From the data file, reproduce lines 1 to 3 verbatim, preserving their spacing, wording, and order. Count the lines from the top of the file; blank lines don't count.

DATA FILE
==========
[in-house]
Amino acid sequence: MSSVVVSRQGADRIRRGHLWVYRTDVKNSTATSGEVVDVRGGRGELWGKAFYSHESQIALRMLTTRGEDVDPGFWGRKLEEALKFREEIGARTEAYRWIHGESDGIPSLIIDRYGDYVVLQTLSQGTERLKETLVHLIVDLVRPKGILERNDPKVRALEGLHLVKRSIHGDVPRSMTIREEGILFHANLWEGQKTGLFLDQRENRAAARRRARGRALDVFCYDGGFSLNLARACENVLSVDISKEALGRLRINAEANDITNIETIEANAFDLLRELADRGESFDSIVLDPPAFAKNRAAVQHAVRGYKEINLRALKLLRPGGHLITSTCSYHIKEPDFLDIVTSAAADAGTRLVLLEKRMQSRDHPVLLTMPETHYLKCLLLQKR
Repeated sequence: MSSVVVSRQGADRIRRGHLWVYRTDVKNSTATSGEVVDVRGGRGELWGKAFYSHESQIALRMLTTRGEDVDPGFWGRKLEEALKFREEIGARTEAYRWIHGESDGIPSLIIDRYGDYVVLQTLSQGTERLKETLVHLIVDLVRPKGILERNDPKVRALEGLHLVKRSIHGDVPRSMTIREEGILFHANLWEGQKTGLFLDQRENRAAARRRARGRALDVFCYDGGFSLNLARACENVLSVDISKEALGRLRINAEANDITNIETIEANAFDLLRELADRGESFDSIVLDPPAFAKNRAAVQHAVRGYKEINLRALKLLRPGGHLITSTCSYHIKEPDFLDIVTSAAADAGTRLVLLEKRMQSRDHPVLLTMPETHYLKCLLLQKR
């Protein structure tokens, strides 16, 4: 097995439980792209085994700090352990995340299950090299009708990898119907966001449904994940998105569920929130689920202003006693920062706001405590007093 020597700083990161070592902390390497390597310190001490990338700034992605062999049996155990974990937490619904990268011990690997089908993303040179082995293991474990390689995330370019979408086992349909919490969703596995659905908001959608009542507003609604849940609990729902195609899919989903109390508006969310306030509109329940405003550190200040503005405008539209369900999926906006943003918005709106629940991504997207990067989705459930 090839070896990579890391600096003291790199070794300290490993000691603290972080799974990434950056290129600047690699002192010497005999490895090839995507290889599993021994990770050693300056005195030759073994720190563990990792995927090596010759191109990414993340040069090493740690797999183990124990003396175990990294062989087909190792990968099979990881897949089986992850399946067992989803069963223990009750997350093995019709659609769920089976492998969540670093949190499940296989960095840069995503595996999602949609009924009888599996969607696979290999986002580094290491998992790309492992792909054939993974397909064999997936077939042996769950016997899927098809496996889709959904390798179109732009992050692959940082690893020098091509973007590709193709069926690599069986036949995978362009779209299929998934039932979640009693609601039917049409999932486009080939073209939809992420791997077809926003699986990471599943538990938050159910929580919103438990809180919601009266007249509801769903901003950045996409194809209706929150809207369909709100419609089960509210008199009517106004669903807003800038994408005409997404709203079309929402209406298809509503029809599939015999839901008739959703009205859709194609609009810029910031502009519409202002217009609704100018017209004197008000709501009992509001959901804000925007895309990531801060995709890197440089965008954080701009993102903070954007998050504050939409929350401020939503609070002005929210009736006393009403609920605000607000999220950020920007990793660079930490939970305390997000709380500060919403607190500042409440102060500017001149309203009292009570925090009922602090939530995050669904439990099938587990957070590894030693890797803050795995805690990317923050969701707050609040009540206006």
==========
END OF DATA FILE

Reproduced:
[in-house]
Amino acid sequence: MSSVVVSRQGADRIRRGHLWVYRTDVKNSTATSGEVVDVRGGRGELWGKAFYSHESQIALRMLTTRGEDVDPGFWGRKLEEALKFREEIGARTEAYRWIHGESDGIPSLIIDRYGDYVVLQTLSQGTERLKETLVHLIVDLVRPKGILERNDPKVRALEGLHLVKRSIHGDVPRSMTIREEGILFHANLWEGQKTGLFLDQRENRAAARRRARGRALDVFCYDGGFSLNLARACENVLSVDISKEALGRLRINAEANDITNIETIEANAFDLLRELADRGESFDSIVLDPPAFAKNRAAVQHAVRGYKEINLRALKLLRPGGHLITSTCSYHIKEPDFLDIVTSAAADAGTRLVLLEKRMQSRDHPVLLTMPETHYLKCLLLQKR
Repeated sequence: MSSVVVSRQGADRIRRGHLWVYRTDVKNSTATSGEVVDVRGGRGELWGKAFYSHESQIALRMLTTRGEDVDPGFWGRKLEEALKFREEIGARTEAYRWIHGESDGIPSLIIDRYGDYVVLQTLSQGTERLKETLVHLIVDLVRPKGILERNDPKVRALEGLHLVKRSIHGDVPRSMTIREEGILFHANLWEGQKTGLFLDQRENRAAARRRARGRALDVFCYDGGFSLNLARACENVLSVDISKEALGRLRINAEANDITNIETIEANAFDLLRELADRGESFDSIVLDPPAFAKNRAAVQHAVRGYKEINLRALKLLRPGGHLITSTCSYHIKEPDFLDIVTSAAADAGTRLVLLEKRMQSRDHPVLLTMPETHYLKCLLLQKR